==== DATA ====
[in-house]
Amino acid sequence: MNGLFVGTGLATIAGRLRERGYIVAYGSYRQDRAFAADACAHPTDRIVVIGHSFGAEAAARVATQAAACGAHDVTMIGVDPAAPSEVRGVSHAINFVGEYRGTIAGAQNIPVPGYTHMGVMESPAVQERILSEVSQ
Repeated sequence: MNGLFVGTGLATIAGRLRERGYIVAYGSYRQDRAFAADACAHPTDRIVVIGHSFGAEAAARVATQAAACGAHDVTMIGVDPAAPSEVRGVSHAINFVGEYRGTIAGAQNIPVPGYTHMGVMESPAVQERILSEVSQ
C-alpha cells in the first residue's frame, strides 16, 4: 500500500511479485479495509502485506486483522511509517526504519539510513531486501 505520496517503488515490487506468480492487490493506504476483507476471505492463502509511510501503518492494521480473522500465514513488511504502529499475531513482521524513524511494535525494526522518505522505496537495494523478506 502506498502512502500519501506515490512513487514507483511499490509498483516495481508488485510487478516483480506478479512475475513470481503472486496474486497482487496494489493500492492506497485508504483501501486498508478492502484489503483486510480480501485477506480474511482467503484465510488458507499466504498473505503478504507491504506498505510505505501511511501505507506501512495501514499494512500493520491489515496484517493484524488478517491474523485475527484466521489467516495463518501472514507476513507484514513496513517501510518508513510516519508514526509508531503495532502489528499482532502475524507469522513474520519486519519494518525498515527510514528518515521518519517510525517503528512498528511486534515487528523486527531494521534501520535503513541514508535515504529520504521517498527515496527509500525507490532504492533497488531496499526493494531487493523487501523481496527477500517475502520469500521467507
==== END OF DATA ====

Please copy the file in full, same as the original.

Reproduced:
[in-house]
Amino acid sequence: MNGLFVGTGLATIAGRLRERGYIVAYGSYRQDRAFAADACAHPTDRIVVIGHSFGAEAAARVATQAAACGAHDVTMIGVDPAAPSEVRGVSHAINFVGEYRGTIAGAQNIPVPGYTHMGVMESPAVQERILSEVSQ
Repeated sequence: MNGLFVGTGLATIAGRLRERGYIVAYGSYRQDRAFAADACAHPTDRIVVIGHSFGAEAAARVATQAAACGAHDVTMIGVDPAAPSEVRGVSHAINFVGEYRGTIAGAQNIPVPGYTHMGVMESPAVQERILSEVSQ
C-alpha cells in the first residue's frame, strides 16, 4: 500500500511479485479495509502485506486483522511509517526504519539510513531486501 505520496517503488515490487506468480492487490493506504476483507476471505492463502509511510501503518492494521480473522500465514513488511504502529499475531513482521524513524511494535525494526522518505522505496537495494523478506 502506498502512502500519501506515490512513487514507483511499490509498483516495481508488485510487478516483480506478479512475475513470481503472486496474486497482487496494489493500492492506497485508504483501501486498508478492502484489503483486510480480501485477506480474511482467503484465510488458507499466504498473505503478504507491504506498505510505505501511511501505507506501512495501514499494512500493520491489515496484517493484524488478517491474523485475527484466521489467516495463518501472514507476513507484514513496513517501510518508513510516519508514526509508531503495532502489528499482532502475524507469522513474520519486519519494518525498515527510514528518515521518519517510525517503528512498528511486534515487528523486527531494521534501520535503513541514508535515504529520504521517498527515496527509500525507490532504492533497488531496499526493494531487493523487501523481496527477500517475502520469500521467507